Google Hit With Record $2.7 Billion Fine in EU Antitrust Case
EU antitrust regulators hit Alphabet unit Google with a record 2.42-billion-euro ($2.7 billion) fine on Tuesday, taking a tough line in the first of three investigations into the company’s dominance in searches and smartphones.
It is the biggest fine the EU has ever imposed on a single company in an antitrust case, exceeding a 1.06-billion-euro sanction handed down to U.S. chipmaker Intel in 2009.
The European Commission said the world’s most popular internet search engine has 90 days to stop favoring its own shopping service or face a further penalty per day of up to 5% of Alphabet’s average daily global turnover.
The fine, equivalent to 3% of Alphabet’s turnover, is the biggest regulatory setback for Google (GOOGL), which settled with U.S. enforcers in 2013 without a penalty after agreeing to change some of its search practices.
The EU competition enforcer has also charged Google with using its Android mobile operating system to crush rivals, a case that could potentially be the most damaging for the company, with the system used in most smartphones.
The company has also been accused of blocking rivals in online search advertising.
The Commission found that Google, with a market share in searches of over 90% in most European countries, had systematically given prominent placement in searches to its own comparison shopping service and demoted those of rivals in search results.
“What Google has done is illegal under EU antitrust rules. It denied other companies the chance to compete on the merits and to innovate. And most importantly, it denied European consumers a genuine choice of services and the full benefits of innovation,” European Competition Commissioner Margrethe Vestager said in a statement.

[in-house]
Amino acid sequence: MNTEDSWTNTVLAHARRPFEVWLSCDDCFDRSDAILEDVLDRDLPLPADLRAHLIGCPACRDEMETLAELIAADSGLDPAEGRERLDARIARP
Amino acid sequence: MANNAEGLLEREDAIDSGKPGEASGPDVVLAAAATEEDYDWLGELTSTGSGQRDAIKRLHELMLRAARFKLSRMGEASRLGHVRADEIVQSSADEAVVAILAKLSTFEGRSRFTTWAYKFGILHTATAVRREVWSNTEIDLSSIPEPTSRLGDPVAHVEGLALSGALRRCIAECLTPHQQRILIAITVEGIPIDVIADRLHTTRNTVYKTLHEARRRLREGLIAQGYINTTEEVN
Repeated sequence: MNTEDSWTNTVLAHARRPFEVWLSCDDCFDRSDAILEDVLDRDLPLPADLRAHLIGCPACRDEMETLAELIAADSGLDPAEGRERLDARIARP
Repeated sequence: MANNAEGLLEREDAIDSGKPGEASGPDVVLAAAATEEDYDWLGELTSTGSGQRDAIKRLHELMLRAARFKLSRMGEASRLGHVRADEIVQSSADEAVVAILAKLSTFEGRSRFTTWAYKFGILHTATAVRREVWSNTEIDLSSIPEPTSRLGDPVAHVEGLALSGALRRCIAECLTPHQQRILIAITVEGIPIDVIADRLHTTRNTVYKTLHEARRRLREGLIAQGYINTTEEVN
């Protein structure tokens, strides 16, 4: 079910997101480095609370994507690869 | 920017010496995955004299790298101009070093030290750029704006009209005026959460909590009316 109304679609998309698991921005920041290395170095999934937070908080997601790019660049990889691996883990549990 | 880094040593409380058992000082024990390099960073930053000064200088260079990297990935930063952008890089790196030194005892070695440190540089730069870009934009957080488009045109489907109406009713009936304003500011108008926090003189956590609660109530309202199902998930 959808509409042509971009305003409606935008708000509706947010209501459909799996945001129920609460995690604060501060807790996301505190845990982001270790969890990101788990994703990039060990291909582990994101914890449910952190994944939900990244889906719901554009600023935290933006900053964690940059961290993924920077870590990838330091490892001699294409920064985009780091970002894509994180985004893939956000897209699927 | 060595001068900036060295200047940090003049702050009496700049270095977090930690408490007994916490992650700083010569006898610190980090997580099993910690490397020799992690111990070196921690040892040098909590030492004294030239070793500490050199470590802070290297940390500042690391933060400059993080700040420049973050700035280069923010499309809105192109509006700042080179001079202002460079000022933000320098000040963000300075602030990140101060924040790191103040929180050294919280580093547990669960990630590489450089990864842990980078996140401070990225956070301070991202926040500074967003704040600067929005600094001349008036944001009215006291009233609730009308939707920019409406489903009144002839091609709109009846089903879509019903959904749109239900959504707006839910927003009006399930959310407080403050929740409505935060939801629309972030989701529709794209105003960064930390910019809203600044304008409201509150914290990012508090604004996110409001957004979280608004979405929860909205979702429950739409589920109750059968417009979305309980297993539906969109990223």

Google said its data showed people preferred links taking them directly to products they want and not to websites where they have to repeat their search.
“We respectfully disagree with the conclusions announced today. We will review the Commission’s decision in detail as we consider an appeal, and we look forward to continuing to make our case,” Kent Walker, Google’s general counsel, said in a statement.
The action follows a seven-year investigation prompted by scores of complaints from rivals such as U.S. consumer review website Yelp (YELP), TripAdvisor (TRIP), UK price comparison site Foundem, News Corp (NWS) and lobbying group FairSearch.
The penalty payment for failure to comply would amount to around $12 million a day based on Alphabet’s 2016 turnover of $90.3 billion. The Commission did not specify what changes Google had to make.
“This decision is a game-changer. The Commission confirmed that consumers do not see what is most relevant for them on the world’s most used search engine but rather what is best for Google,” said Monique Goyens, director general of EU consumer group BEUC.
Thomas Vinje, legal counsel to FairSearch, welcomed the Commission’s findings and urged it to act on Google’s Android mobile operating system following its 2013 complaint that Google restricted competition in software running on mobile devices.